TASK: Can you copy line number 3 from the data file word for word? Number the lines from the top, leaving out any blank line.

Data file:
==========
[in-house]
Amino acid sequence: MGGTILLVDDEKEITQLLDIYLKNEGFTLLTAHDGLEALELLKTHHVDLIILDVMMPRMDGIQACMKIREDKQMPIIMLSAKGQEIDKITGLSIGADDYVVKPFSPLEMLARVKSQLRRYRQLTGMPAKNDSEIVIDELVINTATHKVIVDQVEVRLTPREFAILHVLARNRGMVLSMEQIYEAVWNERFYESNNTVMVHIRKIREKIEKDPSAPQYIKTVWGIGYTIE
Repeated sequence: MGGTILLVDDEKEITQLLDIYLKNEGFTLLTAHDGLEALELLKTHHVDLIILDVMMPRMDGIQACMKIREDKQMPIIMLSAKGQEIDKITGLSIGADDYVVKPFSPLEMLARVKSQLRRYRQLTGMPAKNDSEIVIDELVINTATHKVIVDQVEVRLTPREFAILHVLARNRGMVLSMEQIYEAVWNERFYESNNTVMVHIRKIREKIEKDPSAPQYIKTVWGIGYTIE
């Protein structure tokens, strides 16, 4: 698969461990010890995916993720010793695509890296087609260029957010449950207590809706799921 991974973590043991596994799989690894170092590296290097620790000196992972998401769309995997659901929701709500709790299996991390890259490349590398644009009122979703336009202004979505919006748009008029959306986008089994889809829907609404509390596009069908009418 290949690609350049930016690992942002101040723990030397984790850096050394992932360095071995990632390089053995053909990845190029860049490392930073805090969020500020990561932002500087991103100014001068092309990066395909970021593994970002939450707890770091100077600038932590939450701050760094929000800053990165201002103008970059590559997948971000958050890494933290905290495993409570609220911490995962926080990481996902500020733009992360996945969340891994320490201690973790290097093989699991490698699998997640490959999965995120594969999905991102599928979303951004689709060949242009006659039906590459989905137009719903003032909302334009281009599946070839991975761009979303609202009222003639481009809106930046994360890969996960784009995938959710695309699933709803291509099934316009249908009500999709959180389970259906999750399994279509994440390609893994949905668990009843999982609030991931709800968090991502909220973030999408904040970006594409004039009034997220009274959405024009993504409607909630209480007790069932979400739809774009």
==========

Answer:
Repeated sequence: MGGTILLVDDEKEITQLLDIYLKNEGFTLLTAHDGLEALELLKTHHVDLIILDVMMPRMDGIQACMKIREDKQMPIIMLSAKGQEIDKITGLSIGADDYVVKPFSPLEMLARVKSQLRRYRQLTGMPAKNDSEIVIDELVINTATHKVIVDQVEVRLTPREFAILHVLARNRGMVLSMEQIYEAVWNERFYESNNTVMVHIRKIREKIEKDPSAPQYIKTVWGIGYTIE